Short-term Medicaid MFP and Spousal Impoverishment Bill Approved

Legislation | January 22, 2019 | by Andrea Price-Carter

The Senate supports short-term Medicaid Extenders Act to extend the Medicaid Money Follows the Person Rebalancing demonstration, and to extend protections for Medicaid recipients of home and community-based services against spousal impoverishment.

On January 17, 2019, the Senate passed the Medicaid Extenders Act of 2019 (H.R. 259) which provides short-term funding for the Money Follows the Person (MFP) Demonstration Grants that helps states rebalance their Medicaid long-term care systems. The Act also includes a short-term extension of protections for Medicaid recipients of home and community-based services (HCBS) against spousal impoverishment. This is the same bill that the House of Representatives passed on January 8, and it now heads to the White House, where it is expected to be signed into law.

The MFP Rebalancing Demonstration Grants, which became effective in 2005, have helped over 75,151 Medicaid beneficiaries with chronic conditions and disabilities to transition from nursing homes to community-based settings. While eight state MFP programs already have exhausted their funding, the remaining 36 were expected to exhaust their funding by December 31, 2018. Medicaid Extenders Act includes three months of funding for MFP that states have until September 30, 2019 to spend. Medicaid.gov has a list of states participating in MFP.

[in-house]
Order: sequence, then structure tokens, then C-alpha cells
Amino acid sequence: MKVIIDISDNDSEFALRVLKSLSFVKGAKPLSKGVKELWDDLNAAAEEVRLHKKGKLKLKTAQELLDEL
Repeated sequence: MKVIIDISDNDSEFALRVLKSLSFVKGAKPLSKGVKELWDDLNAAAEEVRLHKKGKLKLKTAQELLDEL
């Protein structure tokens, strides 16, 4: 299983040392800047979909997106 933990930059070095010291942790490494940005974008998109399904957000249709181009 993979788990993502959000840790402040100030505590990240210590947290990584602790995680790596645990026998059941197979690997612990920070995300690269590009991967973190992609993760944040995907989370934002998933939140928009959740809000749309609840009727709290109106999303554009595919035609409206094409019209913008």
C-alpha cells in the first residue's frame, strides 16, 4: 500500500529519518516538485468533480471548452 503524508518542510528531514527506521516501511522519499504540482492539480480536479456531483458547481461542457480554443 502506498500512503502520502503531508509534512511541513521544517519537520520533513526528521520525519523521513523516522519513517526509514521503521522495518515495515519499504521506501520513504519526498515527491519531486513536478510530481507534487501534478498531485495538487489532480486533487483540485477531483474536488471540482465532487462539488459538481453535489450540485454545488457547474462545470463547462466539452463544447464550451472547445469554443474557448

The Medicaid Extenders Act’s extension of the spousal impoverishment protections for Medicaid beneficiaries receiving HCBS is modeled after similar protections already available under Medicaid law for spouses of Medicaid beneficiaries living in nursing homes. A provision of the Affordable Care Act that requires state Medicaid programs to apply such rules to HCBS long-term care expired on December 31, 2018.

While efforts to pass longer reauthorization bills during the last Congress were unsuccessful, Rep. Debbie Dingell (D-MI), a lead cosponsor on the MFP Demonstration Program and the spousal impoverishment protections for seniors on Medicaid legislation, has vowed to continue to work for a permanent solution during the 116th Congress. LeadingAge will continue to work with members of Congress on Medicaid solutions to ensure that beneficiaries are able to access the services they need in the settings of their choice.